It’s the start of the holiday season, a period often known for having an impact on both prices and activity, but across the UK house prices are still more looking more positive compared to the same month last year, (which suffered a fall of 0.9% after the referendum).
It certainly feels like the UK housing market is ‘shrugging off’ the concerns echoed across the wider economy. While this is a positive sign, it is also important to be mindful that the 2016 market, fresh from the Brexit ‘shockwave’ was a muted one.
That aside, we are now half way through 2017 and the market remains robust. There are various factors which may be helping, including low Interest rates and high employment. At the same time demand for housing remains strong, only exacerbated by the shortage of available property for sale. In essence, compared to the same period around the referendum a year ago, more sellers have come to market and more buyers are buying.
Despite this, the market remains price ‘sensitive’ and the contributing factors are not entirely Brexit related. Wage growth versus cost of living is down, consumer credit is tightening, stretched affordability and with a potential rise in interest rates looming, the pace of price rises is limited.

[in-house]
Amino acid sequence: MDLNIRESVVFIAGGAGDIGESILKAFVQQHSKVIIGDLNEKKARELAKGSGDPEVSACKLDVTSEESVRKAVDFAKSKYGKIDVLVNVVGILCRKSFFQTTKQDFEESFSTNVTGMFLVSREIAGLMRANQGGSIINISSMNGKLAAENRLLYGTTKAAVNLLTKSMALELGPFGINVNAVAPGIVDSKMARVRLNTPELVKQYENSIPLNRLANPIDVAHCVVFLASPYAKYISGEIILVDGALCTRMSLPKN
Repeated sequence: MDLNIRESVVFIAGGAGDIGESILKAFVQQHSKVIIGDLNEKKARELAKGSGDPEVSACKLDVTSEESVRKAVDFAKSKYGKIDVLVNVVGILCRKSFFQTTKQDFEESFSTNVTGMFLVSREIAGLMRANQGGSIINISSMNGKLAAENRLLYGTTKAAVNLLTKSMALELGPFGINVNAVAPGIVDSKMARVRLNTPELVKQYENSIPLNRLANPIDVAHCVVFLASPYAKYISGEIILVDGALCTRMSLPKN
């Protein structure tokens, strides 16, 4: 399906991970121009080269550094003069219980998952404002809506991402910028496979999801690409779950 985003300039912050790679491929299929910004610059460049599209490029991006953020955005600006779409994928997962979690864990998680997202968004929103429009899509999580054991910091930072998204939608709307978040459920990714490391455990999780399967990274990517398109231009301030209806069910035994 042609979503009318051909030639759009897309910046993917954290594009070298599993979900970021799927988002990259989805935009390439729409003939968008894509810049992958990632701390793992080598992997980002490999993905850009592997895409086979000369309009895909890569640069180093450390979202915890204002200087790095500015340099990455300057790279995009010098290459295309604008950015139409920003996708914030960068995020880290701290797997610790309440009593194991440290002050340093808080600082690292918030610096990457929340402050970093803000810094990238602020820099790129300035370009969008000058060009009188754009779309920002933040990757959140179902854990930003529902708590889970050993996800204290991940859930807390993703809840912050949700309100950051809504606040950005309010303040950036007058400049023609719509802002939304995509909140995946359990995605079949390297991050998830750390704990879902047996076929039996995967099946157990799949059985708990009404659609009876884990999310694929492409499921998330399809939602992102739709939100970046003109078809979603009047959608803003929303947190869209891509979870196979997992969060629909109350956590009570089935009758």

For sellers coming to the market at this time of year, house prices need to be competitive. Especially now the spring enthusiasm has ‘sprung’ and potential buyers are more focussed on holiday plans than buying houses.
Across the southwest, there is still a positive uplift though and the average house price has risen from £300,000 in July 2016 to £312,000 in July 2017.
While there is no doubt that Brexit continues to have an impact on our economy, for British house buyers at least, it seems that they are simply getting on with the matter in hand and moving.
If you are looking to buy or sell your house, it’s best to speak to an expert, get an understanding of the local market and take advice on how best to price your property.